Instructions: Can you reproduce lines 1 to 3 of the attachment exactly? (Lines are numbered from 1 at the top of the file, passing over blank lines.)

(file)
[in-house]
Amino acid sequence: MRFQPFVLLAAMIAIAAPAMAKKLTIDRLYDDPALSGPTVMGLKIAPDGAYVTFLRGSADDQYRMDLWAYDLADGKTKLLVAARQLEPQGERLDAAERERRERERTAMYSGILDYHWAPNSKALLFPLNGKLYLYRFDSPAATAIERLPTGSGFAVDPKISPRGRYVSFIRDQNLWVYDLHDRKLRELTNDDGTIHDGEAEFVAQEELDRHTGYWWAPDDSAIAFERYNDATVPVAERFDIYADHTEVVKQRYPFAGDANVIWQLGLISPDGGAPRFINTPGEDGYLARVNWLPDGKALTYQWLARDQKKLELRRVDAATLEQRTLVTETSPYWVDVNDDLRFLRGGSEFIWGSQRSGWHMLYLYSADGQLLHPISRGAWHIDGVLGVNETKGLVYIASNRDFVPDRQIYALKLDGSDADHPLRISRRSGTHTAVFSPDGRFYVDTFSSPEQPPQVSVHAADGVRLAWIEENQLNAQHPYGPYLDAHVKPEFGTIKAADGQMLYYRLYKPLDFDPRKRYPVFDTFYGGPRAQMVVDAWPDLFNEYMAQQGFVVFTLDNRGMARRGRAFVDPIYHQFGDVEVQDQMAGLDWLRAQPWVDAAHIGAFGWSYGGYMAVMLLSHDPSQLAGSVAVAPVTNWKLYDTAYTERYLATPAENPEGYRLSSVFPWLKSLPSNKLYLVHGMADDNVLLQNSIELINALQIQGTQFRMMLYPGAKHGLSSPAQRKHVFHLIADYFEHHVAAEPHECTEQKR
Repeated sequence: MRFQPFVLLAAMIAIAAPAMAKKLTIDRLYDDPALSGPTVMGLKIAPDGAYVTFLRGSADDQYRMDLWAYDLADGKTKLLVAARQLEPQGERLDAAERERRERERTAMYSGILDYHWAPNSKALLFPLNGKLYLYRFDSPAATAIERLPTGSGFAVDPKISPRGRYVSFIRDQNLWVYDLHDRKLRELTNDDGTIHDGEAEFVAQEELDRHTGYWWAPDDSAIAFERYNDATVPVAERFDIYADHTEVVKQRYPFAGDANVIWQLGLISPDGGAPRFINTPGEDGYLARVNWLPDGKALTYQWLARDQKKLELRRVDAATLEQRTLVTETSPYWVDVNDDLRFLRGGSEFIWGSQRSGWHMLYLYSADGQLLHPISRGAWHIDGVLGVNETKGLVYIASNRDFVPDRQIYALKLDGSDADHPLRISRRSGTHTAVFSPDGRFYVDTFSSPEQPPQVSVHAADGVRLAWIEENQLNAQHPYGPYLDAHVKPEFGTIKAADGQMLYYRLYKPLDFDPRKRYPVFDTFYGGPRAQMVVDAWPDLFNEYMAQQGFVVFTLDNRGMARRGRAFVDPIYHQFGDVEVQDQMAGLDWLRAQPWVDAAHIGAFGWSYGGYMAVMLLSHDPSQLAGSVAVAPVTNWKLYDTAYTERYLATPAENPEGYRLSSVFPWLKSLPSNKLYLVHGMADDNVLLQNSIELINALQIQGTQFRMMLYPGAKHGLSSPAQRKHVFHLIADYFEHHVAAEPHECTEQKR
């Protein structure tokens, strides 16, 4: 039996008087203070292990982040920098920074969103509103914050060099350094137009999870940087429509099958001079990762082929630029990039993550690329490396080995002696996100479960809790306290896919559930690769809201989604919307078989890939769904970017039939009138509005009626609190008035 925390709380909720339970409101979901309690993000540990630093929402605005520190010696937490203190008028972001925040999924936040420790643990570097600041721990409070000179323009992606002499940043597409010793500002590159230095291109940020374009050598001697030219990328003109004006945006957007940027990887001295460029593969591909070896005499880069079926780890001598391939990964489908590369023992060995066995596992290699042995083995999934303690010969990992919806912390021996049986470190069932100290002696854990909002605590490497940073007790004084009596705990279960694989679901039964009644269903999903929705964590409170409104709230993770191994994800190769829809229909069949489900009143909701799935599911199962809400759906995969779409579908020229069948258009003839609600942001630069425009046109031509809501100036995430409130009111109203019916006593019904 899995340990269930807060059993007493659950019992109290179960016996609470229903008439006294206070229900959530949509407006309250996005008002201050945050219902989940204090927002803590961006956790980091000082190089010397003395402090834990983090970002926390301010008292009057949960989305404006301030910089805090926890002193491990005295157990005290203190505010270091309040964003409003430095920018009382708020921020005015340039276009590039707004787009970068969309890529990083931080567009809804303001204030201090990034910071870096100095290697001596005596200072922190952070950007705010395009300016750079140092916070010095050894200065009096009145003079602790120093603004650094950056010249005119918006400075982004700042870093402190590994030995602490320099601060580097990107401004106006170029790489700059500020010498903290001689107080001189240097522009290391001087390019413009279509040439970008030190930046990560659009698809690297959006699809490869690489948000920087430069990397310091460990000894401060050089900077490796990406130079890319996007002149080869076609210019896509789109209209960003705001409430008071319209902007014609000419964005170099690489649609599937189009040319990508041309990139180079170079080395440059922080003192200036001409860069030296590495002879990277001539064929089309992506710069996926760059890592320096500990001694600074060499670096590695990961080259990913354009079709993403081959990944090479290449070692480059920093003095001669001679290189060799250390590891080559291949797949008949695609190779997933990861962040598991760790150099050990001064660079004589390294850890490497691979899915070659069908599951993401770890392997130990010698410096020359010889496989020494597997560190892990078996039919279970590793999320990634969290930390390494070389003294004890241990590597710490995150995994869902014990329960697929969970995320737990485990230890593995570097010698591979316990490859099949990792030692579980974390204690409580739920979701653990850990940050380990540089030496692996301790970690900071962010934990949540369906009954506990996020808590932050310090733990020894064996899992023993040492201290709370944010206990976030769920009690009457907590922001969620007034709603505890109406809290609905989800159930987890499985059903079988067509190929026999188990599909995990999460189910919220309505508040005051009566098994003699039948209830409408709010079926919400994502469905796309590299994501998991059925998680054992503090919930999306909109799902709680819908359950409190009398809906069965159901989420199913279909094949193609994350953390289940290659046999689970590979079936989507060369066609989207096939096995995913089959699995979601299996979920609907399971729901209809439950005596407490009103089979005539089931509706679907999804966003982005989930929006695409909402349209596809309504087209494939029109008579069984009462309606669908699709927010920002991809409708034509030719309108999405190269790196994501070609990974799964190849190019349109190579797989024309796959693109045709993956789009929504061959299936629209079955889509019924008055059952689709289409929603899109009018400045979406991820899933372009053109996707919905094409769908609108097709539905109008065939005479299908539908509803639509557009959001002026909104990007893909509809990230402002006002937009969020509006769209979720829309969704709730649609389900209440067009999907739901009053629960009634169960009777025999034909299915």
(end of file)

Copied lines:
[in-house]
Amino acid sequence: MRFQPFVLLAAMIAIAAPAMAKKLTIDRLYDDPALSGPTVMGLKIAPDGAYVTFLRGSADDQYRMDLWAYDLADGKTKLLVAARQLEPQGERLDAAERERRERERTAMYSGILDYHWAPNSKALLFPLNGKLYLYRFDSPAATAIERLPTGSGFAVDPKISPRGRYVSFIRDQNLWVYDLHDRKLRELTNDDGTIHDGEAEFVAQEELDRHTGYWWAPDDSAIAFERYNDATVPVAERFDIYADHTEVVKQRYPFAGDANVIWQLGLISPDGGAPRFINTPGEDGYLARVNWLPDGKALTYQWLARDQKKLELRRVDAATLEQRTLVTETSPYWVDVNDDLRFLRGGSEFIWGSQRSGWHMLYLYSADGQLLHPISRGAWHIDGVLGVNETKGLVYIASNRDFVPDRQIYALKLDGSDADHPLRISRRSGTHTAVFSPDGRFYVDTFSSPEQPPQVSVHAADGVRLAWIEENQLNAQHPYGPYLDAHVKPEFGTIKAADGQMLYYRLYKPLDFDPRKRYPVFDTFYGGPRAQMVVDAWPDLFNEYMAQQGFVVFTLDNRGMARRGRAFVDPIYHQFGDVEVQDQMAGLDWLRAQPWVDAAHIGAFGWSYGGYMAVMLLSHDPSQLAGSVAVAPVTNWKLYDTAYTERYLATPAENPEGYRLSSVFPWLKSLPSNKLYLVHGMADDNVLLQNSIELINALQIQGTQFRMMLYPGAKHGLSSPAQRKHVFHLIADYFEHHVAAEPHECTEQKR
Repeated sequence: MRFQPFVLLAAMIAIAAPAMAKKLTIDRLYDDPALSGPTVMGLKIAPDGAYVTFLRGSADDQYRMDLWAYDLADGKTKLLVAARQLEPQGERLDAAERERRERERTAMYSGILDYHWAPNSKALLFPLNGKLYLYRFDSPAATAIERLPTGSGFAVDPKISPRGRYVSFIRDQNLWVYDLHDRKLRELTNDDGTIHDGEAEFVAQEELDRHTGYWWAPDDSAIAFERYNDATVPVAERFDIYADHTEVVKQRYPFAGDANVIWQLGLISPDGGAPRFINTPGEDGYLARVNWLPDGKALTYQWLARDQKKLELRRVDAATLEQRTLVTETSPYWVDVNDDLRFLRGGSEFIWGSQRSGWHMLYLYSADGQLLHPISRGAWHIDGVLGVNETKGLVYIASNRDFVPDRQIYALKLDGSDADHPLRISRRSGTHTAVFSPDGRFYVDTFSSPEQPPQVSVHAADGVRLAWIEENQLNAQHPYGPYLDAHVKPEFGTIKAADGQMLYYRLYKPLDFDPRKRYPVFDTFYGGPRAQMVVDAWPDLFNEYMAQQGFVVFTLDNRGMARRGRAFVDPIYHQFGDVEVQDQMAGLDWLRAQPWVDAAHIGAFGWSYGGYMAVMLLSHDPSQLAGSVAVAPVTNWKLYDTAYTERYLATPAENPEGYRLSSVFPWLKSLPSNKLYLVHGMADDNVLLQNSIELINALQIQGTQFRMMLYPGAKHGLSSPAQRKHVFHLIADYFEHHVAAEPHECTEQKR